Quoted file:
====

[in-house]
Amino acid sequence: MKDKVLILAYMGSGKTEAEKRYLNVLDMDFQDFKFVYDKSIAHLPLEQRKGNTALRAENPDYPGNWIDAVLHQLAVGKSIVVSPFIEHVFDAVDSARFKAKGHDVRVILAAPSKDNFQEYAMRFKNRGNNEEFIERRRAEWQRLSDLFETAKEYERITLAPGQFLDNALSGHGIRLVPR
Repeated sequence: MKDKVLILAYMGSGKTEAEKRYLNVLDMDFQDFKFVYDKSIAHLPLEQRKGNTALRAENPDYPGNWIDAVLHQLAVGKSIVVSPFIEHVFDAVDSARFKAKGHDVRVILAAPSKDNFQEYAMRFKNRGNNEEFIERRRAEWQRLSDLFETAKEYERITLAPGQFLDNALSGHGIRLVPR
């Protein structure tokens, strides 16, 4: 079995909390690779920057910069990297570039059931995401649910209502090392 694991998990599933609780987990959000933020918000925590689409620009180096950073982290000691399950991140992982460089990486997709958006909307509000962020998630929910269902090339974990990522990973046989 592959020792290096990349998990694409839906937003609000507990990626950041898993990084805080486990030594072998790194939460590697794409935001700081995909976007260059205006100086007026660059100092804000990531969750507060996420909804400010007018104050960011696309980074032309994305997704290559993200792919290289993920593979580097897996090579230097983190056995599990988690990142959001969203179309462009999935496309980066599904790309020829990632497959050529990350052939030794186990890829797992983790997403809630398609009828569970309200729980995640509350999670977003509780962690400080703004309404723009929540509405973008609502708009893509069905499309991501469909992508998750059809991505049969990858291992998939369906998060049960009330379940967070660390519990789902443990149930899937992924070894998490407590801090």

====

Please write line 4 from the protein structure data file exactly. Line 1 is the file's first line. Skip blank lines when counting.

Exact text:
């Protein structure tokens, strides 16, 4: 079995909390690779920057910069990297570039059931995401649910209502090392 694991998990599933609780987990959000933020918000925590689409620009180096950073982290000691399950991140992982460089990486997709958006909307509000962020998630929910269902090339974990990522990973046989 592959020792290096990349998990694409839906937003609000507990990626950041898993990084805080486990030594072998790194939460590697794409935001700081995909976007260059205006100086007026660059100092804000990531969750507060996420909804400010007018104050960011696309980074032309994305997704290559993200792919290289993920593979580097897996090579230097983190056995599990988690990142959001969203179309462009999935496309980066599904790309020829990632497959050529990350052939030794186990890829797992983790997403809630398609009828569970309200729980995640509350999670977003509780962690400080703004309404723009929540509405973008609502708009893509069905499309991501469909992508998750059809991505049969990858291992998939369906998060049960009330379940967070660390519990789902443990149930899937992924070894998490407590801090």